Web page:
Unformatted text preview: SHOT PEENING For longer fatigue life Shot Peening allows metal parts to accept higher loads or to endure a longer fatigue life in service without failure. In usual applications shot peening can be done without changing the part design or its material. If you strike a part surface with a rounded object at a velocity, sufficient to leave an impression and continue until you completely cover (cold work) the entire surface then you will have peened that part. In modern usage peening is applied by throwing tiny cast steel balls or “shot” at high velocity hence the term “shot peening”. Actually the effect of peening was discovered centuries ago by sword smiths and black smiths who found the peening the surface of a sword or wagon spring would greatly increase its resistance to breaking when bent or loaded repeatedly. The reasons for this improvement were not then understood. The round knob of the “ball peen” hammer was the smith’s tool for applying this process to cold ( not hot ) parts. WHERE IS SHOT PEENING USED? Most people do not know that in the car they drive all the coil, leaf and valve springs have been shot peened as well as the torsion rods, drive shafts, axles, and gears. IN some vehicles the connecting rods, and crank shaft are peened as well. If you fly, shot peening also contributes to the integrity of many of the planes parts and to your safety for shot peening works its wonders on a aluminum and titanium as well as steel parts. The wind sins and structural members will have been shot peened to improve their fatigue properties as well as to prevent stress corrosion cracking. The landing gear is shot peened and most parts in the jet engines also. If the plane is a wide body type the wing skins will have been formed to the airfoil contours by a process called “peen forming”. This amazing process is so cost affective and versatile that the wings of new aircraft designs are possible the forming of very long tapered skins including positive or negative dihedral breaks virtually without tooling, and the side effects ( addition of compressive stresses ) are beneficial not detrimental. When a thin part is peened on one side the compressive stress layer has the effect of trying to elongate the peened surface and thereby curves the part. The curve then will develop with the convex side toward the incoming shot. Peen forming is based on this effect. INDABRATOR | Surface Preparation Systems Peening has little or no effect on statically loaded structures such as building s or bridges. It works best for cyclically loaded parts (where load reversals occur frequently). Railroad wheels, rotary printing press plates, aircraft propellers, high strength fasteners, rock drilling bits, and drill rods are typically peened parts. Shot Peening For Longer Fatigue Life It is rare that we go from one place to another by road and not find a vehicle, either a lorry or a car brokedown on the road due to fatigue failure of axle shaft or the spring and so on, thus creating obstacles in the flow of traffic and sometimes resulting in serious accidents. These fatigue failures can be reduced and are being almost eliminated in the Western countries by the adoption of shot peening process for increasing the fatigue life of various components subjected to fatigue stress. Shot peening is just one of the applications of shot blasting for increasing the fatigue life of various components subject to fatigue stress. The reduced fatigue failures result in low maintenance and replacement cost for parts like springs, gears, axles and knuckle joints etc. As is well known, the part which h fails in fatigue, fails mainly due to its failure in tensile strength. Just as in pre‐stressed concrete at the end of shot peening, the parts are left with residual compressive stress. When the component is subjected to the tensile load, a portion of the tensile stresses set by the load is neutralized by the residual compressive stresses left by the shot peening. Thus the effective load is greatly reduced, resulting in an increased fatigue life even to the extent of 1,500 per cent, or more. Manufacturers of swords and brass utensils are well known for their denting the surface of the swords or the utensils for better life by round‐headed hammers called ball peen‐hammers. Today this is not done by hammers but by very fast moving metallic shots. Shot peening is a cold‐working method accomplished by pelting the surface of a metal part with round metallic shot thrown at a relatively high velocity, by means of an Airless Wheelabrator Centrifugal wheel. Each shot acts as a tiny peen‐hammer, making a small dent in the surface of the metal and stretching the surface radially as it hits. The impact of the shot causes a plastic flow of the surface fibres extending to a depth depending upon the degree of impact of the shot and the physical properties of the work. Depths varying from .005” to .030” are rather common, but values either higher or lower than this range can be practical. There is momentary rise of temperature of the surface due to transformation of energy, possibly enough to affect the plastic flow of surface fibres; however, the effect of shot peening is known as “cold working” to distinguish it from metal flow at high temperatures. The fibres underneath the top layer, however, are not stretched to their yield point and, therefore, retain elasticity, the under fibres are, of course, bonded to the stretched surface layer and after the inner fibres force the outer fibres to return to a shorter length than that INDABRATOR | Surface Preparation Systems at which the stretched fibres would tend to remain, in the equilibrium which results, the surface fibres are in residual compression while the inner fibres are in tension. The surface compression stress is several times greater than the tension stress in the interior of the section; so that when working stresses are applied that would ordinarily impose a tension stress on the surface, that tension is offset by the residual stress in the surface layer, and since as mentioned before the fatigue failures generally result form tensile stresses, not form compressive stress, the net result is considerably greater fatigue strength. Shot peening is nowadays used with hundreds of different components some of which are given here. Railway leaf springs, automobile leaf springs, helical springs of all types, Gears of all types, axle bearings, crankshafts, pneumatic drills, milling cutters, connecting rods, cylinder blocks and value springs washers etc.. Most of the shot blasting equipment could be utilized for shot peening with the proper arrangement of the shot separator. Besides there are special shot peening machines to suit the specific requirement of particular sizes and shapes of the product and the quantity of the product to be shot peened. HOW DOES SHOT PEENING HELP? When a round part (steel ball ) strikes a part of surface at high velocity the contact area is a point. This concentrates the impact energy in a very small area. Part of this energy is wasted in deforming and bouncing the ball but a significant amount is transferred into the part being struck causing a radial plastic flow at the impact point and may even leave a small visible crater. This plastic flow or movement of metal leaves compressive stresses in the part. Complete coverage of the with overhauling ball impacts leaves a thin permanent compressive stress layer in the part surface. Metals fail under tension ( pull apart ) loads and not under compressive (push together) loads and not under compressive ( push together ) loads. The failure crack will usually initiate at the part surface where tension stresses are highest and a stress riser exists ( scratch, dent, machine mark, etc.. ) . When parts which have been shot peened are loaded , the failure producing tensile stresses are thus reduced by the amount of the compressive stresses pre‐
existing in the part surface. This lowering of the effective tensile stress will then allow the part to accept higher loading or to extend its service life significantly. When the depth of the induced compressive stress layer exceeds the dept of all surface discontinuities ( stress risers ) their ability to start a crack is effectively masked. This is a very important secondary benefit. SHOT PEENING TODAY IS A PRECISION PROCESS Shot peening is the bombarding of a metal component by small spherical or non‐cutting particles, resulting in plastic deformation and the setting up of a compressive stress in the peened surface. It is a cold working process most commonly used to prevent fatigue failure INDABRATOR | Surface Preparation Systems and to increase the fatigue life of components under cyclic stress conditions. The compressive stress imparted in the surface by peening serves to inhibit or reduce tensile stresses in the area where material failure would normally develop. The resulting increase in the component fatigue life is in some cases known to be as high as 1500%. Peening can be achieved by propelling the shot centrifugally by means of an impeller, or pneumatically in high pressure airstream using a pressure fed or ejector nozzle. Modern automatic peening machines are capable of projecting millions of steel or glass beads in seconds. There are numerous applications where the compressive stress produced by peening, which can be as much as half the yield strength of the material, is of size and condition of the peening media, the time the workpiece is exposed to the blast stream, the size and configuration of the nozzles, angles, distances and other related factors it is possible to control accurately the depth of the compressed layer, the distribution o f stress and in consequence, the greater life expectation of the workpiece. In the aerospace industry, for example, where parts such as aircraft undercarriage legs are shot peened, the shot peening legs are shot peened, the shot peening needs to be carried out to very strict specifications to meet safety requirements laid down by airlines and air craft manufacturers. This is an extreme case, and there are many applications of shot peening where the control is not so vitally important, but nevertheless it is still required to ensure consistency of peening intensity from one component to the next to meet quality control requirements. SHOT PEENING INTENSITY: If one imagines a stream of spherical particles leaving a blast nozzle or a centrifugal blasting machine and striking a metal surface, the work done to the surface depends on a number of factors. Size and material of the spherical shot is important, as is its velocity and the rate and angle at which the blast pattern sweeps across the surface. The relative work done to the surface is called the ‘Peening intensity’. Obviously it is impractical to count and weigh the particles and measure their velocity, so a simpler comparative method has been deviced to measure peening intensity. If a flat strip of metal is shot peened on one side only it will slightly curl away from the side which has be treated and produce a convex surface. If a standard strip is used, the degree of curvature is a measure of the peening intensity, the stripe curling more at higher intensities. The standard strip is called an ‘Almen Strip’ after the man who first formalized this method. It is made from spring steel of carefully controlled quality to a size within close tolerances. It is used in three thickness called C, A and N. The C strip is thickest and N strip the thinnest. The curvature or are height, of the strip is measured with the aid of a dial gauge Fig.1 after the strip is placed and retained magnetically against two pairs of ball contacts a fixed distance apart. The gauge is zeroed with the unpeened strip in position. After peening peening the strip is replaced against the contacts with the unpeened side INDABRATOR | Surface Preparation Systems towards the dial gauge stem and the Almen are height is read directly in thousandsths of an inch or millimeters. The three different strip thicknesses are to cater for different extremes of peening intensity. For most applications an A strip would be used, and if this gave a deflection after peening of 0.015 in this would be expressed as 0.015 in A, lighter peening, giving less than 0.006 in A, an N strip would be used. The C strip is for heavy peening of an intensity, greater than 0.23 in A. Generally, are height N is three times are height A and a C reading is 0.3 of that on an A strip. In practice, 80% of all peening requirements lie between 0.012 in A and 0.020 in A. When peening intensity is measured it is important to subject one side of the Almen strip to exactly the same blast conditions as the object to be peened. To do this the strip is clamped by the heads of four screws to a heavy flat block of hardened tool steel, called an Almen block, Fog. . The assembly is then passed through the blast stream in the same manner and relative position as the part to be peened. On irregularly shaped components often more than one strip is used, each one positioned on a difference face requiring treatment. PEENING SATURATION Although peening intensity depends on a factors concerned with the shot blast equipment (pressure, shot size, and so on ) the time of exposure to a shot blast stream is also very important. The graph, Fig. 3 shows how peening intensity ( Almen are height ) increases with exposure time. The peening intensity increased with time until a saturation points is reached where any increase in exposure time of the samples to the blast only results in a marginal increase in peening intensity. If continued blasting for a long period of time does not produced a required Almen arc height, than saturation point has been reached and either a larger shot size is required or a higher shot velocity to increase the Almen arc ( at saturation ). In practice, specifications of peening intensity should always be for saturation values. PEENING COVERAGE: It is essential if the maximum benefit from shot blasting is to be obtained that the surface is completely and uniformly covered by the minute indentations resulting from bombardment by the peening media. Generally, a peening specification should state the percentage coverage required and this would be estimated by inspecting the peening surface with the aid of magnifying glass or preferably, a microscope. Most specifications, particularly those used in the safety conscious aerospace industry, will call for a 100% coverage. At least 90% coverage will probably be required for less stringent requirements. A sample of stainless steel peened to 100%coverage is shown in Fig. . The characteristic cratered appearance can be clearly seen in the illustration. PEENING MEDIA INDABRATOR | Surface Preparation Systems To accomplish a shot peening job efficiently, shot of the correct material and size maintained in a condition free of cutting edges, should be used. Shot of peening is available in a variety of materials depending on the nature of the job in hand. Cast steel shot is generally used for peening ferrous components ‐ leaf or coil springs, for example ‐ or for the treatment of non‐ferrous articles when the possibility of ferrous contamination is acceptable. It is however possible to blast components with angular non ferrous abrasive after peening with cast steel shot to remove any ferrous contamination. This is not generally done, since it would probably be cheaper to peen the article with glass beads in the first instance. Glass beads are widely used for peening non‐ferrous components or where very low intensities may be required, for example on aluminum and its alloys, titanium and stainless steel, particularly in the aerospace industry where peening is widely used to increase the fatigue life on non ferrous components. The regularity of size and shape can be clearly seen in Fig. 5. Copped wire is less widely used for peening and consists of spring steel wire, or piano wire, shopped into lengths equal to its diameter. Before being used for peening it has to be blasted against a steel plate to blunt the sharp cut ends. SHOT SIZES Apart from considerations of peening intensity, which are directly affected by shot size the size of shot should be small enough to fit the smallest inside radius or fillet being peened, preferably less than one third of the fillet radius, Fig. 6. In addition, its diameter should not exceed one third of the fillet that of the smallest used including of course, the nozzle through which the shot is propelled. To maintain the required standard of peening intensity it is vitally important that the size range of shot is that virtually all shattered particles are removed. In better quality shot blast equipment this is achieved by an efficient air wash system which removes undersize particles by passing a controlled airstream through a falling stream of peening media which ahs been precipitated by centrifugal means in a cyclone. For final elimination o f oversize unwanted debris, the reusable particles pass through a vibrated sieve. PEENING AND THE DESIGNER Main application of shot peening is to increase the fatigue life of components under cyclic stress. The process will provide optimum benefits at the design stage of a component. Peening can be usefully employed within the context of extending fatigue life in two ways. Either the fatigue life of an existing component which has revealed premature failure can be reduced considerably to give the same fatigue life. It is the latter concept that is of interest to the designer. Generally speaking he is not interested in unnecessarily increasing the component’s fatigue life. He is, however, very interested in unnecessarily increasing the component’s fatigue life. He is INDABRATOR | Surface Preparation Systems however, very interested in reducing its size, and hence cost, in the first instance while still retaining the same life characteristics. In addition, component weight will be reduced which is of course vital in the aerospace industry. SELECTIVE TREATMENT: It is not always necessary to peen an article all over. This is particularly true where a component has an area of f particularly high stress, in which case only the highly stressed area need be peened. If selected areas only are being peened care must be taken when blending the peened and unpeened areas. An instance is where an article could be experiencing a changing stress which is not cyclic in as much as the stress does not reverse. A case in point is a motor vehicle lead spring, where one side is constantly under tension which ( is a motor vehicle ) is always fluctuating during use. In this case, fatigue failure could still occur, but only form the tension side and peening need only be carried out on the tension side to produce a layer under compressive stress. If one visualizes the loaded spring, the other side is always under compressive stress. Even greater benefit can be obtained by peening with the component under stress. When the component is then released, the depth of the peened compressive layer is greater then would have been the case for normal peening and a greater fatigue resistance results. AIR BLAST CENTRIFUGAL Main difference between air blast and centrifugal machines is that the latter do not propel each particle to a velocity as high as that with air blast, but they produce a blast pattern containing many more particles. This means that they can handle a much greater throughput of work than an air blast machine, but to obtain the same peening intensity a larger shot size would probably need to be used. Additionally, the larger pattern of blast with varying shot velocities from the centre to the edges of the pattern produces variable peening intensities over the total which for some components would be unacceptable. For many items, however, when peening to saturation, this is not a critical factor. Centrifugal machines are ...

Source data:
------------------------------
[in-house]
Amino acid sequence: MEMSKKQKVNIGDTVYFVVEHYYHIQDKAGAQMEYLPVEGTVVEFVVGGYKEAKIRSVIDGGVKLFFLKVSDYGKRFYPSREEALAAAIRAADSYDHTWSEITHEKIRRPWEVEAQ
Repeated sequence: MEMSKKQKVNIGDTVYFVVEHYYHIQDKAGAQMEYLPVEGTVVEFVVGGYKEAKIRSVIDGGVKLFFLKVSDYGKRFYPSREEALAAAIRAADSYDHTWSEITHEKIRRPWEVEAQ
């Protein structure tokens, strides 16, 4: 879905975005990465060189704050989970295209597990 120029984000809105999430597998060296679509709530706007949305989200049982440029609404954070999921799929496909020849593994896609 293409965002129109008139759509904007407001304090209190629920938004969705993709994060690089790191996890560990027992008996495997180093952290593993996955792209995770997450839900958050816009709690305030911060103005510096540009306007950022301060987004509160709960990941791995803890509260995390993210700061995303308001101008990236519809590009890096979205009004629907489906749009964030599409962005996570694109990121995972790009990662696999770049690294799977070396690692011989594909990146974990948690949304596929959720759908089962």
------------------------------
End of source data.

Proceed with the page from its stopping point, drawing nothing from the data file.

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- Fall '15
- Shot peening, Surface Preparation Systems